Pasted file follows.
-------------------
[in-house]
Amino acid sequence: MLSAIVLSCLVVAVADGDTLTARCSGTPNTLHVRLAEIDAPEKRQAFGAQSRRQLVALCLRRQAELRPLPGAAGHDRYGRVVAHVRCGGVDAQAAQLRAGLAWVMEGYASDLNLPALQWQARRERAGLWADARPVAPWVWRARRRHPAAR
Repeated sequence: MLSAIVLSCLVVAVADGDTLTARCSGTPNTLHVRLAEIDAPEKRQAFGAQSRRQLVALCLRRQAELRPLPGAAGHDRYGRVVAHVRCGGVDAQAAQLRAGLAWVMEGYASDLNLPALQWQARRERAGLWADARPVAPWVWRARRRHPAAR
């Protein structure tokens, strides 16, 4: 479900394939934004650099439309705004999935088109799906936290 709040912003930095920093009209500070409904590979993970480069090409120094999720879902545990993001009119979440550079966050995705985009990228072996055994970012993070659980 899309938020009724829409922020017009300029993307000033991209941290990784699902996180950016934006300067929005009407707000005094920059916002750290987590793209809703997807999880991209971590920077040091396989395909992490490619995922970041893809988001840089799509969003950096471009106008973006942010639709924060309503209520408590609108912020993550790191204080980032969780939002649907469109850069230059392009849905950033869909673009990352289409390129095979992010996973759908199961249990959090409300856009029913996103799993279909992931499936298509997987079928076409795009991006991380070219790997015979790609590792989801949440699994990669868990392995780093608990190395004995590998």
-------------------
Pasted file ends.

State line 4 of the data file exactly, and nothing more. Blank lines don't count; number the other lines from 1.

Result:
């Protein structure tokens, strides 16, 4: 479900394939934004650099439309705004999935088109799906936290 709040912003930095920093009209500070409904590979993970480069090409120094999720879902545990993001009119979440550079966050995705985009990228072996055994970012993070659980 899309938020009724829409922020017009300029993307000033991209941290990784699902996180950016934006300067929005009407707000005094920059916002750290987590793209809703997807999880991209971590920077040091396989395909992490490619995922970041893809988001840089799509969003950096471009106008973006942010639709924060309503209520408590609108912020993550790191204080980032969780939002649907469109850069230059392009849905950033869909673009990352289409390129095979992010996973759908199961249990959090409300856009029913996103799993279909992931499936298509997987079928076409795009991006991380070219790997015979790609590792989801949440699994990669868990392995780093608990190395004995590998």